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Weak links between exports and economic growth in Latin America and the Caribbean

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  • Mulder, Nanno

Abstract

Export growth in Latin America and the Caribbean over the past 20 years (9% per year in volume terms); has enabled the region to regain part of the share of global trade that it had lost during the three preceding decades. This reversal in trend is due mainly to developments in Mexico, although in the last few years Brazil and several South American countries on the Pacific have been the most dynamic. However, this more dynamic performance does not seem to have had much effect on the pace of overall economic growth. This is in contrast to the experience of other countries -especially those of East Asia-, where exports played a major role in boosting economic growth. This paper analyses the characteristics of the region's export development over the past two decades and the reasons why spillovers to structural change and economic growth have remained limited. In particular, exports have had few externalities because of their small - albeit growing - aggregate contribution to economic growth, a process of product diversification largely based on export processing with little value added, few generated knowledge and technological externalities from trade and foreign direct investment, and weak competition in several countries.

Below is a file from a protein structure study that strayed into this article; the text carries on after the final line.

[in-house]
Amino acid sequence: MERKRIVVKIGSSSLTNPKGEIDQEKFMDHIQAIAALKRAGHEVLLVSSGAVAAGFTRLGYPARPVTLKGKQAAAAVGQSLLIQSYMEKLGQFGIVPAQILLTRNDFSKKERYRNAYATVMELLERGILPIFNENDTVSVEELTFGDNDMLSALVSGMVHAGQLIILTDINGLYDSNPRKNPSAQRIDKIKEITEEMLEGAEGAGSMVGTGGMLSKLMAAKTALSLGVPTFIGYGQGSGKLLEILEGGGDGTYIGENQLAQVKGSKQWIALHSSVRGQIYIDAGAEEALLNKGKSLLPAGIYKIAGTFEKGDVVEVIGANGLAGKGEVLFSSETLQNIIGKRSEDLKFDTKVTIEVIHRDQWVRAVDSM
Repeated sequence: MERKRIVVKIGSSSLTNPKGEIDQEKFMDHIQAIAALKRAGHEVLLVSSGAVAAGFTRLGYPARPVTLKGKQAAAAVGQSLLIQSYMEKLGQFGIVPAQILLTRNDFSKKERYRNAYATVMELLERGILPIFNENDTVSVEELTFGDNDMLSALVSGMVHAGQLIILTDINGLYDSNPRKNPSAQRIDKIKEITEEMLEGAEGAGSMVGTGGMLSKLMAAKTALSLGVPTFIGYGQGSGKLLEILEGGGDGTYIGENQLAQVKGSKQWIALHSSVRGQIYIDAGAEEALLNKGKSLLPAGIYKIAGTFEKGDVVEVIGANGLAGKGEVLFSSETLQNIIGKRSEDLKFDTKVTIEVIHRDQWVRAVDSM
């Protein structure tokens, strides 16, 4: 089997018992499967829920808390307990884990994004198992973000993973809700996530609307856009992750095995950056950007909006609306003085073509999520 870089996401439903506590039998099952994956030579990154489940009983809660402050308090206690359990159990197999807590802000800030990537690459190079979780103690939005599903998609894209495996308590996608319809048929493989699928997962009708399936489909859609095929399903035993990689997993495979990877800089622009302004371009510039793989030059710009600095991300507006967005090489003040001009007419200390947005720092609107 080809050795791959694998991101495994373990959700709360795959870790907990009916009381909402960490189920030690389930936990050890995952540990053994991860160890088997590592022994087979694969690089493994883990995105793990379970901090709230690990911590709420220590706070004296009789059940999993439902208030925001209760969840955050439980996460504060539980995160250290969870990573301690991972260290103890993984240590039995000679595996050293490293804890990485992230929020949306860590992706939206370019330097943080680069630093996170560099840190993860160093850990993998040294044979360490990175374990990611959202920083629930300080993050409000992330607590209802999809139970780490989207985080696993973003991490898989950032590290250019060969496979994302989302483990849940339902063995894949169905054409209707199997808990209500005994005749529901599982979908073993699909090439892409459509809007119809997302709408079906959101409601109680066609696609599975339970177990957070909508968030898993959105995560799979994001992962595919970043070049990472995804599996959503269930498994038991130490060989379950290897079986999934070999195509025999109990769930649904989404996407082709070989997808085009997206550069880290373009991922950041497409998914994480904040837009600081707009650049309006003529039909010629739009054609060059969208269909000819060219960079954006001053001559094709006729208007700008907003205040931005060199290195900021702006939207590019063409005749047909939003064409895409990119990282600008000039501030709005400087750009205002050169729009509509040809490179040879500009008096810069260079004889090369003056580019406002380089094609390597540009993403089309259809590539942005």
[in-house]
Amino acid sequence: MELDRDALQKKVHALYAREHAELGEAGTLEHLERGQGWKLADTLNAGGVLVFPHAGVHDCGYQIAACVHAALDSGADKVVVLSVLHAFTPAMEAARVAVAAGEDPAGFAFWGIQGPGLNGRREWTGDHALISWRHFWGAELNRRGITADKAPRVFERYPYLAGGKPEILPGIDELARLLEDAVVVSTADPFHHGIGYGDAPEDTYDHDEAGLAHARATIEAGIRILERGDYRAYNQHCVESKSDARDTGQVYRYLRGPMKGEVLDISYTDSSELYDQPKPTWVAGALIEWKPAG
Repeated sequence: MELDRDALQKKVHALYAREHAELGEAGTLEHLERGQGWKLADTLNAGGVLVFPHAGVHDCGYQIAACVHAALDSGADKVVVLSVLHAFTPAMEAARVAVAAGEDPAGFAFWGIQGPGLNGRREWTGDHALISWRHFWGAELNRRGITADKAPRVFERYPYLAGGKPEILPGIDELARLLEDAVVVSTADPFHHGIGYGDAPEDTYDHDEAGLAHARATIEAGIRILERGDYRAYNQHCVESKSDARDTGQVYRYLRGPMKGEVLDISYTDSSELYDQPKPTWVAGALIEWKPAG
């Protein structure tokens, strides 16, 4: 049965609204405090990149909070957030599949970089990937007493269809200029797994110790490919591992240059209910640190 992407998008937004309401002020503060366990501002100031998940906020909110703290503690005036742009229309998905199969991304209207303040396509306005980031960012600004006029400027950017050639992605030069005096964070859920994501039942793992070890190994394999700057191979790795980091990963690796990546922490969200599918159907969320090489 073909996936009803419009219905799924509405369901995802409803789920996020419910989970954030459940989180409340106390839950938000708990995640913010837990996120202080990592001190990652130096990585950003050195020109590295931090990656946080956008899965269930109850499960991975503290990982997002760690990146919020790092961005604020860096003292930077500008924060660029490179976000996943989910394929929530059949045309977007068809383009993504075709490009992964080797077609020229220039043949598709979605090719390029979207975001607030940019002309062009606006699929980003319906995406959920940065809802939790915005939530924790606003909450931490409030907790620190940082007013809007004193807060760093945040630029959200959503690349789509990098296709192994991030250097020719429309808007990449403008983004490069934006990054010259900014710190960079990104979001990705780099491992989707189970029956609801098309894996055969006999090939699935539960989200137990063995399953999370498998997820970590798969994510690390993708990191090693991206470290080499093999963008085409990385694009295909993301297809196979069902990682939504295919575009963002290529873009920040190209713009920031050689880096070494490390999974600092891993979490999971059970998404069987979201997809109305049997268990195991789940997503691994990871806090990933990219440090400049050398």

Suggested Citation

  • Mulder, Nanno, 2009. "Weak links between exports and economic growth in Latin America and the Caribbean," Comercio Internacional 91, Naciones Unidas Comisión Económica para América Latina y el Caribe (CEPAL).
  • Handle: RePEc:ecr:col025:4436
    Note: Includes bibliography
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    File URL: http://repositorio.cepal.org/handle/11362/4436
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    References listed on IDEAS

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